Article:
Tubercular lymphadenitis is the most common form of extrapulmonary tuberculosis. However, disseminated tuberculosis is a fatal condition with high morbidity and mortality. Dissemination of M. tuberculosis may occur due to progression of the primary infection or reactivation of a latent focus with subsequent lymphohematogenous spread. The miliary pattern is a common finding on chest radiography that has an important role in the early detection of the disease.[7]

The breast and the axilla are inseparable and are clinically considered a single entity by the clinicians. The most common cause of enlarged lymph nodes in the axillary region in a case of carcinoma breast is metastasis. However, a few other diseases causing axillary lymphadenopathy can overlap with metastasis, such as sarcoidosis, foreign-body reaction, cat-scratch disease, brucellosis, lymphoma, and acquired immunodeficiency syndrome.[8] Thus, a careful detection and histopathological examination are essential to differentiate it from the metastasis.

The association between tuberculosis and cancer has been found in most organs. In a large series by Kaplan et al.[9]in 58,245 cases found that association of tuberculosis and carcinoma of the breast is the third most common finding, preceded by lung carcinoma and head and neck carcinomas.[9] Huang et al.[10] observed in a series of 2187 cases, 54 patients of gastric cancer developed tuberculosis. Both of these studies indicate that immunosuppression by the cancer is the primary cause for tuberculosis.[10]

In a meta-analysis on tuberculosis and carcinoma of the breast by Akbulut et al,[8] the patients age ranged from 28 to 81 years (mean of 52.9 ± 14.7 years). The right breast was seen to be more commonly involved than the left breast. Axillary tuberculosis was detected in all cases. Six cases showed concurrent tuberculosis and metastasis in the lymph node. Their analysis showed infiltrating ductal carcinoma of the breast as the most common histopathological subtype with axillary tuberculosis. Only case of mucinous carcinoma has been identified in the series indicating the rarity of the association.[8]

The coexistence of breast cancer and tuberculosis leads to a complex diagnosis and treatment. Due to the lack of literature reports, no consensus is available for the initiation and duration of antitubercular treatment in such cases. The association of antitubercular treatment with chemotherapy is still not established.

  Conclusion Top

To conclude, coexistence of mucinous carcinoma of the breast and axillary tuberculosis is rare.[11] Caution must be executed in assessing the axillary lymphadenopathy in the carcinoma of breast cases to avoid over staging. As there are no clear guidelines for antitubercular treatment in cases of breast carcinoma, it should be judged on a case-by-case basis.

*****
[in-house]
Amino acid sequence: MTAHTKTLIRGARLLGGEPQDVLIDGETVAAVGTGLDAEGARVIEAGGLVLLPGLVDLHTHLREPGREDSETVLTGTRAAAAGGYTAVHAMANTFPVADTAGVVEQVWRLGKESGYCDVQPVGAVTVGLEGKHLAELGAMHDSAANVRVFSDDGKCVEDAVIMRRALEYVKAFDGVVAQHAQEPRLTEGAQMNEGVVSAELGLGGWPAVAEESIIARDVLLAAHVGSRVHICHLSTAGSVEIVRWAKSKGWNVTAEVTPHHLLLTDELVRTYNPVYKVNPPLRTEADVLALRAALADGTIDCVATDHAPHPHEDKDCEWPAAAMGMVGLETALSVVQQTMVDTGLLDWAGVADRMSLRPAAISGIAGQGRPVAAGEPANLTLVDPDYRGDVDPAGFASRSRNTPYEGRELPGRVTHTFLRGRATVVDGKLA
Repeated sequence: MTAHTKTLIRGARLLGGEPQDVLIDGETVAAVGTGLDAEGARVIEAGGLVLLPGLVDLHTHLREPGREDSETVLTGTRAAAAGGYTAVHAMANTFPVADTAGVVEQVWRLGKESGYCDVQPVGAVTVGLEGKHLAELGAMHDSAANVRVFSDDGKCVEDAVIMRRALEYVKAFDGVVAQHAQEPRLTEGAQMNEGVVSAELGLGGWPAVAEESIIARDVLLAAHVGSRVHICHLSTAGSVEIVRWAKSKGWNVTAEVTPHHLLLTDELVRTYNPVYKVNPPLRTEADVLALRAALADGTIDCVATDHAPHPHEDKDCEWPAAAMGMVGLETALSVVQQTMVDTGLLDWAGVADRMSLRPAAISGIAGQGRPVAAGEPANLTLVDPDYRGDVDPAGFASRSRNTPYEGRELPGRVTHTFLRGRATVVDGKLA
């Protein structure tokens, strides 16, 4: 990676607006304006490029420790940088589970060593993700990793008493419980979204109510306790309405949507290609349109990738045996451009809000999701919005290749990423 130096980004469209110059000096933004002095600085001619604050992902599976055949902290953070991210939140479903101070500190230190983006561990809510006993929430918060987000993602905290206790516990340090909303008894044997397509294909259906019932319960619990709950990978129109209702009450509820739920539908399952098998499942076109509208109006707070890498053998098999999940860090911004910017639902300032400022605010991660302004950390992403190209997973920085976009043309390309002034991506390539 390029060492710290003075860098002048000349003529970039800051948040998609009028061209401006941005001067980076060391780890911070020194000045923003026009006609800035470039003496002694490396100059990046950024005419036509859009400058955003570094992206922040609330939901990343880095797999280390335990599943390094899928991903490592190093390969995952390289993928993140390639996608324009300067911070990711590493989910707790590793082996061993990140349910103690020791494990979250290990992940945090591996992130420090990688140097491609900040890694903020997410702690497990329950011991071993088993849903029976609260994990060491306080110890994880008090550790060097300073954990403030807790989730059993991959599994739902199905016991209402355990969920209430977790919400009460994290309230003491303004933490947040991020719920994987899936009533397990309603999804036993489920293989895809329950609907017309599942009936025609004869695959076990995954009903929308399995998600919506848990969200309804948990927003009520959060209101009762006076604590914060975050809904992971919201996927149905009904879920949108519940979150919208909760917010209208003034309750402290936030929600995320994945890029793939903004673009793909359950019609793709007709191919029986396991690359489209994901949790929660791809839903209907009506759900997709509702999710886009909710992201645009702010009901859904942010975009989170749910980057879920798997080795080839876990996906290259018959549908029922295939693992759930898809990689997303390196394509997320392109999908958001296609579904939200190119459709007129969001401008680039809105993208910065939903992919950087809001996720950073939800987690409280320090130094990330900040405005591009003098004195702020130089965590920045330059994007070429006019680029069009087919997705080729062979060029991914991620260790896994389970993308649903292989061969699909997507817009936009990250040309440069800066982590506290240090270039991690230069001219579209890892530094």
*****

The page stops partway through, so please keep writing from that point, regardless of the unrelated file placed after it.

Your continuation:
Declaration of patient consent

The authors certify that they have obtained all appropriate patient consent forms. In the form the patient(s) has/have given his/her/their consent for his/her/their images and other clinical information to be reported in the journal. The patients understand that their names and initials will not be published and due efforts will be made to conceal their identity, but anonymity cannot be guaranteed.

Financial support and sponsorship


Conflicts of interest

There are no conflicts of interest.

  References Top

Xiang Y, Huang C, He Y, Zhang Q. Cancer or tuberculosis: A comprehensive review of the clinical and imaging features in diagnosis of the confusing mass. Front Oncol 2021;11:644150.  Back to cited text no. 1
Falagas ME, Kouranos VD, Athanassa Z, Kopterides P. Tuberculosis and malignancy. QJM 2010;103:461-87.  Back to cited text no. 2
Jagtap SV, Naniwadekar RG, Jokhi CD, Jagtap SS. Invasive breast carcinoma with axillary tuberculous lymphadenitis. J Clin Diagn Res 2018P; 1:12.  Back to cited text no. 3
Marrazzo E, Frusone F, Milana F, Sagona A, Gatzemeier W, Barbieri E, et al. Mucinous breast cancer: A narrative review of the literature and a retrospective tertiary single-centre analysis. Breast 2020;49:87-92.  Back to cited text no. 4
LaBoy C, Siziopikou KP. Mucinous. PathologyOutlines.com website. Available from: https://www.pathologyoutlines.com/topic/breastmalignantmucinous.html. [Last accessed on 2021 Dec 17].  Back to cited text no. 5
Chikkannaiah P, Thangngeo D, Guruprasad C, Venkataramanappa S. Clinicopathological study of mucinous carcinoma of breast with emphasis on cytological features: A study at tertiary care teaching hospital of South India. J Lab Physicians 2020;12:68-75.  Back to cited text no. 6
Khan FY. Review of literature on disseminated tuberculosis with emphasis on the focused diagnostic workup. J Family Community Med 2019;26:83-91.  Back to cited text no. 7
Akbulut S, Sogutcu N, Yagmur Y. Coexistence of breast cancer and tuberculosis in axillary lymph nodes: A case report and literature review. Breast Cancer Res Treat 2011;130:1037-42.  Back to cited text no. 8
Kaplan MH, Armstrong D, Rosen P. Tuberculosis complicating neoplastic disease. A review of 201 cases. Cancer 1974;33:850-8.  Back to cited text no. 9
Huang SF, Li CP, Feng JY, Chao Y, Su WJ. Increased risk of tuberculosis after gastrectomy and chemotherapy in gastric cancer: A 7-year cohort study. Gastric Cancer 2011;14:257-65.  Back to cited text no. 10
Chamberlin K, Orfanos S, Mukherjee A, Moy E, Koganti M, Khan W. A case of disseminated tuberculosis mimicking metastatic cancer. Respir Med Case Rep 2018;25:239-41.  Back to cited text no. 11


  [Figure 1], [Figure 2], [Figure 3]